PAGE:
Grow and Harvest Tea at Home

Green, Black, and Oolong Tea From Your Tea Plant

Green tea
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Grow real tea (botanical name: Camellia sinensis) at home. You don't need a large garden to grow your own tea; a planter on a balcony would work just fine. Understanding the tea plant, its growing requirements, and how to harvest the leaves will allow you to enjoy homegrown tea. The same plant can be used to make green, oolong, or black tea.

Growing a Tea Shrub

The tea shrub is hardy to Zone 8. The United States is broken up into hardiness zones with similar temperatures and weather patterns. Zone 8 includes the Mid-West and the Southern U.S. states. If you don't live in these areas, don't fret. You could try growing Camellia sinensis in a greenhouse, or in a pot that you can bring indoors during cold winters.

The Camellia sinensis plant is a small shrub about 3 to 7 feet (1 to 2 meters) in height, though it will grow taller if you don't prune it. In the fall, your tea shrub will flower with small white blossoms that have a delightful scent. These plants are often grown as ornamentals.

For planting, Camellia sinensis likes well-drained and sandy soil that is on the acidic side. If you are going to grow your tea in a container, add some sphagnum moss to the potting mix. You'll need some patience, too. Your plant should be around 3 years old before you start harvesting leaves. You might be able to get seeds at your local nursery or try online.

Harvesting and Processing Tea Leaves

Growing tea is only half the battle. Once your tea plant is growing well, you'll need to harvest and process your tea leaves. From your plant, you can make black, green, or oolong tea.

Green Tea

To process tea leaves for green tea follow these steps:

  1. Pluck the very youngest leaves and leaf buds.
  2. Blot the leaves dry, and let them dry in the shade for a few hours.
  3. Steam the leaves (like you would vegetables) on your stove for about a minute. (For a different flavor, try roasting them in a skillet for 2 minutes instead of steaming.)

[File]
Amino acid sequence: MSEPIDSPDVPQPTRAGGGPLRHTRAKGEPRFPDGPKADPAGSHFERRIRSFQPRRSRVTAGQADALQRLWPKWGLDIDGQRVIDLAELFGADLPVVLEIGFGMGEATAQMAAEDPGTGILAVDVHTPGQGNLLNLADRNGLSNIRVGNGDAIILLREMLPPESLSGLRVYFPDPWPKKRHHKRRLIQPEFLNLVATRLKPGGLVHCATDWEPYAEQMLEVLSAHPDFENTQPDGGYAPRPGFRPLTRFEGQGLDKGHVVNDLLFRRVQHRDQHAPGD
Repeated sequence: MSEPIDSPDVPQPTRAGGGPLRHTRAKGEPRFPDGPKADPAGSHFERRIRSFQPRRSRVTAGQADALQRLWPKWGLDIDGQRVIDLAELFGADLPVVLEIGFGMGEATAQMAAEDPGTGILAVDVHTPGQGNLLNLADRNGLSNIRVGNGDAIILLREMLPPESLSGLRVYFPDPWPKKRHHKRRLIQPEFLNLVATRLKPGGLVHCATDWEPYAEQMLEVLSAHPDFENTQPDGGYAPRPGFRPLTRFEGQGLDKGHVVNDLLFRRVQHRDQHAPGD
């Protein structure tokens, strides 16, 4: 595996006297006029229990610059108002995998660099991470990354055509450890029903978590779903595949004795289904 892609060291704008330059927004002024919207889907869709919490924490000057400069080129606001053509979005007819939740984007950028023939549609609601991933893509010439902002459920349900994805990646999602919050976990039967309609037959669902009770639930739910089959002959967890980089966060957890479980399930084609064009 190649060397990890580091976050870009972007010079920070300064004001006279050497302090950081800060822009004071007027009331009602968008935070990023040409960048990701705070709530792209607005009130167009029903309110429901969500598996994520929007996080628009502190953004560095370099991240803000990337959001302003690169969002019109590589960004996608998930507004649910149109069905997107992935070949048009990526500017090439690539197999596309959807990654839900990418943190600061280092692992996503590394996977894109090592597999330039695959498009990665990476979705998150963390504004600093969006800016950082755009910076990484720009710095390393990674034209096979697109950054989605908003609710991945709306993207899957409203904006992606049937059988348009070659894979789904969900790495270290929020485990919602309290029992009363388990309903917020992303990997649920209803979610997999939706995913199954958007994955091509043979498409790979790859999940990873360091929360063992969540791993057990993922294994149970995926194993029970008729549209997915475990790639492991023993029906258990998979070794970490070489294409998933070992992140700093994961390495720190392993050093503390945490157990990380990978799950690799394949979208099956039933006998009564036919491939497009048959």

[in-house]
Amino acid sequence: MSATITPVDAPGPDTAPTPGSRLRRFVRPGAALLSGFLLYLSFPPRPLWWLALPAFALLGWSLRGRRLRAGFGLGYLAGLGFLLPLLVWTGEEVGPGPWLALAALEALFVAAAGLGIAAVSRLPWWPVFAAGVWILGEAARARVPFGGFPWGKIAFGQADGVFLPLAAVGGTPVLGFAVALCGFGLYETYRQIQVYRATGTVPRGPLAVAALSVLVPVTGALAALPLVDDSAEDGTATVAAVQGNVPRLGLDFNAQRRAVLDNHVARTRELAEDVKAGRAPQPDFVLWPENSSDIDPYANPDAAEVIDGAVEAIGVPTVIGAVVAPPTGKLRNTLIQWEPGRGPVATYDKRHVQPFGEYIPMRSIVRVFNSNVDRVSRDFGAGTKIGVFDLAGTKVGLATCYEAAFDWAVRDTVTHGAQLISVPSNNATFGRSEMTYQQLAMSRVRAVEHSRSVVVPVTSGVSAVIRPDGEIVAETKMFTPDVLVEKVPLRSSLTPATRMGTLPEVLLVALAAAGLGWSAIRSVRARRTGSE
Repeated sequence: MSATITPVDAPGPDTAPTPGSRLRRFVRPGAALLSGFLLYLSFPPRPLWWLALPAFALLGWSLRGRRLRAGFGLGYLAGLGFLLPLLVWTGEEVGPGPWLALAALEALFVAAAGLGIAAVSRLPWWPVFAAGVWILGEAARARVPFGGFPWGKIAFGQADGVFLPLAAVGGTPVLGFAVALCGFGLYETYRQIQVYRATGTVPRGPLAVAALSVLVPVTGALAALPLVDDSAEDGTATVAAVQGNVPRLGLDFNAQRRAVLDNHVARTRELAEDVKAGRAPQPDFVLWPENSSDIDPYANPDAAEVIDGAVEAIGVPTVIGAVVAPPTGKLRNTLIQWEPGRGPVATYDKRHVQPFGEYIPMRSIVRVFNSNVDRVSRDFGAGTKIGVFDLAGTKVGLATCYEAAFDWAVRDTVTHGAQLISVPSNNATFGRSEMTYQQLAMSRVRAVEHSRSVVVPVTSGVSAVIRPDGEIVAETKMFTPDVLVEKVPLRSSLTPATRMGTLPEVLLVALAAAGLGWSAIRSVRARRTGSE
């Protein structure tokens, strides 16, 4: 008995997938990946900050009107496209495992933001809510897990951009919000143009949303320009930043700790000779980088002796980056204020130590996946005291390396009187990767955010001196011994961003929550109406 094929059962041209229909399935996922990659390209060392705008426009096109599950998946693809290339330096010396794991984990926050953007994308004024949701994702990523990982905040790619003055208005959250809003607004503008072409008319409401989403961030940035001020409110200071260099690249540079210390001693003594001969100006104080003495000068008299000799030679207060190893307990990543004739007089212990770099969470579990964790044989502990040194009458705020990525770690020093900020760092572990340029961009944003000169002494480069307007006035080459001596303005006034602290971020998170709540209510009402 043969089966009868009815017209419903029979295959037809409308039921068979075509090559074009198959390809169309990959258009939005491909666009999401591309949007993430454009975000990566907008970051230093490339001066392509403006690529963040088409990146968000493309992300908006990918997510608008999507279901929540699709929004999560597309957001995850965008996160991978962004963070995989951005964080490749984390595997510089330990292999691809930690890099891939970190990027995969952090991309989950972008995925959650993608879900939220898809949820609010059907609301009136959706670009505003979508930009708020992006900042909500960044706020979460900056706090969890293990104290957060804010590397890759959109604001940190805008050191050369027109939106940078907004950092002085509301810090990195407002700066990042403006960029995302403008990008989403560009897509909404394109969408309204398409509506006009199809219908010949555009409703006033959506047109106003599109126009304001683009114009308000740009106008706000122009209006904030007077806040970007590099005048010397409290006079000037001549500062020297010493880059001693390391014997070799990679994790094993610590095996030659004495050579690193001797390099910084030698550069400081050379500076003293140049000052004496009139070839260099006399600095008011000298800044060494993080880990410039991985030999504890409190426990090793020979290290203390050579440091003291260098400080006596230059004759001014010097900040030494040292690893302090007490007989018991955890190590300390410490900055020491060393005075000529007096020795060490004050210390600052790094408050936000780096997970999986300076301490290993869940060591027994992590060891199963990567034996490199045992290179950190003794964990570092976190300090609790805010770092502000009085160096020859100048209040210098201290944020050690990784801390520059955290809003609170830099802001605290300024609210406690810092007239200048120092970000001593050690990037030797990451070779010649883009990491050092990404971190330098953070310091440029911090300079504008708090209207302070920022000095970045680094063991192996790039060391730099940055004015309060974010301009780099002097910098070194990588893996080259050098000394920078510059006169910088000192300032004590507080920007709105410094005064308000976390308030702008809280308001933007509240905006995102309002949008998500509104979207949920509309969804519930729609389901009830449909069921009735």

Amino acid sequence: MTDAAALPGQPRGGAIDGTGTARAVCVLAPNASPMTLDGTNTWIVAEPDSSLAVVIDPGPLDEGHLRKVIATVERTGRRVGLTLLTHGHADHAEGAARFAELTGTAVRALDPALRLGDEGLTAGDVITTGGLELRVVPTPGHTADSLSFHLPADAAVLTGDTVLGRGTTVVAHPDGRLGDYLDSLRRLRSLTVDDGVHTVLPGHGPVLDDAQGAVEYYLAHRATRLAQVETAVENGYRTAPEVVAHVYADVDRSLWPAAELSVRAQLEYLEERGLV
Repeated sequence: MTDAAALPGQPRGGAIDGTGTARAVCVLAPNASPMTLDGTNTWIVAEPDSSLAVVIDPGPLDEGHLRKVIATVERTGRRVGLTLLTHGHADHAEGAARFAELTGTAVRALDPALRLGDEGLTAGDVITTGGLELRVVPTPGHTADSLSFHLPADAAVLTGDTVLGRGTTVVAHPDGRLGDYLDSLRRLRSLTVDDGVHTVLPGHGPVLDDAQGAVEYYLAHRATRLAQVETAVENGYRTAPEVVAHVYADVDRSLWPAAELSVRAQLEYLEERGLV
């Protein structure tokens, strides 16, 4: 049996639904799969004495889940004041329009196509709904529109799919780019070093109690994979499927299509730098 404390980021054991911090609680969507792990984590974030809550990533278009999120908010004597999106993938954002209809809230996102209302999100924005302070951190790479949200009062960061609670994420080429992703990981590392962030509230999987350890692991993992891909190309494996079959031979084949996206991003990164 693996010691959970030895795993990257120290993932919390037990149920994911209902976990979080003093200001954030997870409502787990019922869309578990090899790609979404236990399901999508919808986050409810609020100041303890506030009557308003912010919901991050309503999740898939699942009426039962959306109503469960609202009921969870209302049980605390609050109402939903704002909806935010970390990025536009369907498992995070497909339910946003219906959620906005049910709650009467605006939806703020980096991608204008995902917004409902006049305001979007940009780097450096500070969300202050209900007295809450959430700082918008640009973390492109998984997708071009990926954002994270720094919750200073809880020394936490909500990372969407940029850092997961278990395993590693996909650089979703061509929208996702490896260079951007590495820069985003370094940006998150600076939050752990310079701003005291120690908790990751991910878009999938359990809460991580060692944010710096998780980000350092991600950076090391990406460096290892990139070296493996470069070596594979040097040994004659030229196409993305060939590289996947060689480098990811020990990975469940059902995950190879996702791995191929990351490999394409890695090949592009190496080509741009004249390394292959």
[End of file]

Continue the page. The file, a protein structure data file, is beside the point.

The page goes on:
4. Spread the leaves on a baking sheet and dry them in the oven at 250 F for 20 minutes.
  5. Store the dried tea leaves in an air-tight container

Oolong Tea

To process leaves for oolong tea, do the following:

  1. Pluck the very youngest leaves and leaf buds.
  2. Spread them out on a towel under the sun and let them wilt for about 45 minutes. This step is called withering.
  3. Bring your leaves inside and let them sit at room temperature for a few hours.
  4. Make sure to stir the leaves up every hour.
  5. The edges of the leaves will start to turn red as they begin to dry.
  6. Spread the leaves on a baking sheet and dry in the oven at 250 F for 20 minutes.
  7. Store the dried tea leaves in an air-tight container.

Black Tea

To process leaves for black tea, do this:

  1. Pluck the very youngest leaves and leaf buds.
  2. Roll the leaves between your hands and crush them until the leaves start to darken and turn red.
  3. Spread them out on a tray, and leave them in a cool location for 2 to 3 days. (This is also withering.)
  4. Dry them in the oven at 250 F for about 20 minutes.
  5. Store in an air-tight container.

Variations and Drinking

Once you get the hang of it, try experimenting with different drying times to get different tastes. Mix your teas with jasmine or hibiscus flowers for a lovely summer tea right from your garden. Use your dried tea leaves as you would store-bought leaves. You can purchase tea bags and fill the leaves into the bags or steep them with a tea ball or special tea infuser.